Liechtenstein goes to the polls | News | DW | 05.02.2017
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Liechtenstein goes to the polls

Voters in the Principality of Liechtenstein have cast their ballots in parliamentary elections. Polling stations were open for just one-and-a-half hours.

Polling stations in the microstate of Liechtenstein opened briefly on Sunday morning, with voters choosing representatives in a 25-seat parliament for a four-year term.

For decades, the country has been governed by two conservative parties - the currently ruling Progressive Citizens' Party (FBP) and the Patriotic Union (VU) - that have alternated in power.

The tiny country, wedged between Switzerland and Austria, has an estimated population of 37,000 and is known for its strong financial sector and winter sport resorts.

Powerful prince

In view of the small electorate, polling stations were open for just one-and-a-half hours.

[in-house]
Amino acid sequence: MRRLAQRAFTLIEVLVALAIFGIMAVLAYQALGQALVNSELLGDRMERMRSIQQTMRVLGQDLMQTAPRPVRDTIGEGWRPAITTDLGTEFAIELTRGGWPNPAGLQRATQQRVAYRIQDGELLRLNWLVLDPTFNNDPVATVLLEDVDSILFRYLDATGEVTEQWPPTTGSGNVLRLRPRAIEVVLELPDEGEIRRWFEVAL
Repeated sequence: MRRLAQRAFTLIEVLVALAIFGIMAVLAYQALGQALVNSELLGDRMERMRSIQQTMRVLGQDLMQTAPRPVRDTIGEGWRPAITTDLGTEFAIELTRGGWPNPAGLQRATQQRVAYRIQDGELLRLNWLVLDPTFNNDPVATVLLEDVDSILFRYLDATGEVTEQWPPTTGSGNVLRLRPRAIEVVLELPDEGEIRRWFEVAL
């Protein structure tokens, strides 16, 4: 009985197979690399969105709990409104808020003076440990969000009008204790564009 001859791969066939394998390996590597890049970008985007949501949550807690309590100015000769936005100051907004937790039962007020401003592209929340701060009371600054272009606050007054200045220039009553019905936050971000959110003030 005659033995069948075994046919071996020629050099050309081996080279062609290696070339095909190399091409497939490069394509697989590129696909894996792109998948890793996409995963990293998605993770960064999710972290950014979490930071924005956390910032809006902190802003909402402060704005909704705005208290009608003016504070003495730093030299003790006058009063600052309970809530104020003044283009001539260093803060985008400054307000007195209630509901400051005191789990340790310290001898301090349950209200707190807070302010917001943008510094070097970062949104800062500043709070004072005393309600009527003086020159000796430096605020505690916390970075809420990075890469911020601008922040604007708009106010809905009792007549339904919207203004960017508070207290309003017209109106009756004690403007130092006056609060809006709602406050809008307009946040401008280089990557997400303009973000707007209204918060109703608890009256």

Liechtenstein Fürst Hans-Adam II zu Deutschland (picture-alliance/dpa/A. Balzarini)

Prince Hans-Adam II ascended the throne in 2002

As a principality, Liechtenstein has as its head of state a Sovereign Prince - currently Hans-Adam II - who holds broad powers, including that of being able to appoint judges and dismiss ministers or governments.

On Thursday, the Finance Ministry in Switzerland said it had reached a deal with Liechtenstein on exchanging tax information in a bid to possibly uncover billions of dollars in undeclared assets held by Swiss citizens in the neighboring country. The two countries have monetary and customs unions.

Liechtenstein was in the past known as a billionaires' tax haven.

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tj/jlw (Reuters, dpa)

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